L-R Chris Cowley, Andy Moss, Ian Gareth Jones, Oliver Savile. Photo: Mark Dawson
Rock musicals come in many guises, from enormous extravaganzas like Bat Out of Hell to smaller but equally successful shows like Return to the Forbidden Planet. What they almost all have in common is a knowing willingness to not take themselves too seriously. Knights of the Rose is rather different then, combining a wide range of music, large numbers of literary quotes and an Arthurian narrative.
With the range of popular music used, the medieval setting, the portentous language, the glittery costumes and the knowing laughter from the audience when the next song lyric is signalled in the dialogue, it sometimes seems as if pantomime has come early this year. The Knights go off to battle at Avalon, the Arthurian equivalent of Valhalla, although this must be a different Avalon, just as the Prince Gawain here is not the Sir Gawain who was the nephew of Arthur, and this is also not the historical King Athelstan…
It’s all sung and danced very well by a talented young cast however, with no weak links among them, and backed by a tight and effective (if largely invisible) 4 piece band with some of the cast also playing at times. It’s a mostly male show although the female members of the cast get more opportunities in the second half, with Rebekah Lowings particularly effective in her solo Total Eclipse of the Sun. The narrative is played against a set of medieval walls and battlements with a nifty line in swords as staircase bannisters, and a time-shifted twentieth century dressing table for the Princess.
Adam Pearce provides an impressive double as a cheery landlord and an imperious King Athelstan, managing to out-act his natty floral skirt-tunic which would be much more regal if it was longer. He also delivers the most unusual musical choice of the evening, when a late shift away from Bon Jovi, Black Sabbath and Meatloaf finds us listening to Purcell, Mozart and a medieval chant. It’s that kind of show.
As young John, Ruben van Keer is convincingly gauche and rather more distinctive than some of the other knights. Andy Moss is a vigorous Prince Gawain and Chris Cowley’s Sir Palamon does his best to create something different with his character, even when he has to speak in rhyme. He also finds a bright red guitar behind the nearest medieval tower at one point, in true pantomime tradition, and has a death scene to match that of Pyramus, standing with a dagger in his heart which he eventually removes himself before meeting his demise.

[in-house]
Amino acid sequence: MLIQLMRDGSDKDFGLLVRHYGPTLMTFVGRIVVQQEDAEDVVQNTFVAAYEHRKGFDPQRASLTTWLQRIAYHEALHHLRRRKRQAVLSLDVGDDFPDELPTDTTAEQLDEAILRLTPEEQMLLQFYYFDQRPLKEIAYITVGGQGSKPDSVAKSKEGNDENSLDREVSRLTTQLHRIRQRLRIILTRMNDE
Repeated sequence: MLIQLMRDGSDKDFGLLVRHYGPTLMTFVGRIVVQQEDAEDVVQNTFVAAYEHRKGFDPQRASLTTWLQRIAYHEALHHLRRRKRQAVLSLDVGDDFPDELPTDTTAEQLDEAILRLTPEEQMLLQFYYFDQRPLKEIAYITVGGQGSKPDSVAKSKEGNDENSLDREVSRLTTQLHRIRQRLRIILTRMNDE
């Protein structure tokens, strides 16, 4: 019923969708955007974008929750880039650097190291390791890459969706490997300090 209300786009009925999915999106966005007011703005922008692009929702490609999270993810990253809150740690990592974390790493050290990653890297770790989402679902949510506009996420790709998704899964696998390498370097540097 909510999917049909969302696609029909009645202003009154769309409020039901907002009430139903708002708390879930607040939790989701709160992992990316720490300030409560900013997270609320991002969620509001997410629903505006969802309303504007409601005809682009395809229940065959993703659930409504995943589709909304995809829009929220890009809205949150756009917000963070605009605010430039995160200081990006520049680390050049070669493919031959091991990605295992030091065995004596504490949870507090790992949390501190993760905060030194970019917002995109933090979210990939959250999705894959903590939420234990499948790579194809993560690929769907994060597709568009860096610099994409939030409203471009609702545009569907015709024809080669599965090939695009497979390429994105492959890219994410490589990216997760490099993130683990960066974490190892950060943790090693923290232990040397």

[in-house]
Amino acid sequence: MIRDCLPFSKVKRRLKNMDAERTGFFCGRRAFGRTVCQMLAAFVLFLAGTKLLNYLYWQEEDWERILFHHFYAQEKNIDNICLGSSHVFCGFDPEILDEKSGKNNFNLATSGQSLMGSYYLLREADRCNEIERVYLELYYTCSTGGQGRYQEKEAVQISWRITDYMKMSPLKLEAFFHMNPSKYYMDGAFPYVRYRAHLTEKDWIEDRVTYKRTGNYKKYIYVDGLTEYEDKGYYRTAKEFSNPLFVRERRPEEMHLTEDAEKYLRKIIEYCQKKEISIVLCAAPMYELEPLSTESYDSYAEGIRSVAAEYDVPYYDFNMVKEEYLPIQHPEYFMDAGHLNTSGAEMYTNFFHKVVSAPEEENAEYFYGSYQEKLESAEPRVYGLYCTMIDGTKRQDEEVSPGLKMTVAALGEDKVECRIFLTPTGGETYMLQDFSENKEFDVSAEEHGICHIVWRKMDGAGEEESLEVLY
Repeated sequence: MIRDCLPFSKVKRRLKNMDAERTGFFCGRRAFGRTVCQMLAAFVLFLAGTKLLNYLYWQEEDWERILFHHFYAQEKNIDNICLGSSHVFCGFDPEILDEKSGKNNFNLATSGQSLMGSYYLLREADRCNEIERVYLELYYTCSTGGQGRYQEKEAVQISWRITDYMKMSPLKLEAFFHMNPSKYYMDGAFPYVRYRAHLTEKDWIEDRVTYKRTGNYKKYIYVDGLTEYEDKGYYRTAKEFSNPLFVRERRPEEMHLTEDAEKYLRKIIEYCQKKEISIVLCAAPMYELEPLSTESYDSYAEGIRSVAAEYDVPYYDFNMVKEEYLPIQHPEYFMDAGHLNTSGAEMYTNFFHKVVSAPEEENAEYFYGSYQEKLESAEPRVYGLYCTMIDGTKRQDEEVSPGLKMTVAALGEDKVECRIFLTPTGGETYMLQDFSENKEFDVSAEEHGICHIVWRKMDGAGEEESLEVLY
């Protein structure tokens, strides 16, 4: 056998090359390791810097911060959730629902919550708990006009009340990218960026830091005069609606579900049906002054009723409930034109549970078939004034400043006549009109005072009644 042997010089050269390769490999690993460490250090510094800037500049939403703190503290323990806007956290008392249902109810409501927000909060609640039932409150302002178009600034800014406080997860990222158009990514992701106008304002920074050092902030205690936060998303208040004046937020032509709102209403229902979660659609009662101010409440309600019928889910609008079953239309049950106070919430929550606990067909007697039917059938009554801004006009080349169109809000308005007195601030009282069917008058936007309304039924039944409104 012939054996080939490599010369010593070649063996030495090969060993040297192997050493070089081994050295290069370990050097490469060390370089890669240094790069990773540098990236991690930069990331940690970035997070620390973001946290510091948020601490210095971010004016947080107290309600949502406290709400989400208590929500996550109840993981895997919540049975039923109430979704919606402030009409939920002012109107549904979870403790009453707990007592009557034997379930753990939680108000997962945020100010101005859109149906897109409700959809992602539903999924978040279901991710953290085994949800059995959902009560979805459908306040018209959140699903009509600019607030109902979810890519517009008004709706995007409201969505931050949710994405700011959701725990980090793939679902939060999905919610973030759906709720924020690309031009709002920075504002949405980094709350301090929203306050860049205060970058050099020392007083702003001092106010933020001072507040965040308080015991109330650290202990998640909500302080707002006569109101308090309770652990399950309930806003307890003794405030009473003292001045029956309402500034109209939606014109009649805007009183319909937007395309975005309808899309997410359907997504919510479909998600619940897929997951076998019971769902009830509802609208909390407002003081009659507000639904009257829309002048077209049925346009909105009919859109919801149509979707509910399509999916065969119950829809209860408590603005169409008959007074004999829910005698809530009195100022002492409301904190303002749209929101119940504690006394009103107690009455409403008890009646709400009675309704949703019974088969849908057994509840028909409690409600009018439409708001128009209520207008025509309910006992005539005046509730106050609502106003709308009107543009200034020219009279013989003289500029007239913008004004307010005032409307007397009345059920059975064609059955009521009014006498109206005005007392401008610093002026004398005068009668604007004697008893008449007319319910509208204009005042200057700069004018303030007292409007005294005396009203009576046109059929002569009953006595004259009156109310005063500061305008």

As Sir Hugo, Oliver Savile use his astonishing vocal range to good effect, and Matt Thorpe brings a glint of satire and lightness of touch to his portrayal of Sir Horatio, and is less encumbered with thees and thous to deliver, an approach which might have helped the whole performance.
The script, sometimes sounding like the spoken version of the Oxford Book of Quotations, is written – or selected – by Jennifer Marsden, billed as creator of the show. As Director and Choreographer, Racky Plews has produced a pacy, vigorous performance, with some impressive muscular choreography for the opening and closing numbers. The Battle of Avalon, one of the sections for which Adam Langston has written music, works well too, with an impressive number of swords being brandished on a small stage.
She also chose to use puppet horse heads for the journey to the battle, a brave decision after Equus and War Horse have shown us what is possible and how important the legs of a horse are in portraying its essence. However, the work of Puppet Director Hal Chambers has ensured that this is also a very effective sequence, not overdone and well portrayed through gauze and haze.
L-R Ian Gareth Jones, Chris Cowley, Andy Moss, Tom Bales, Matt Thorpe, Oliver Savile. Photo: Mark Dawson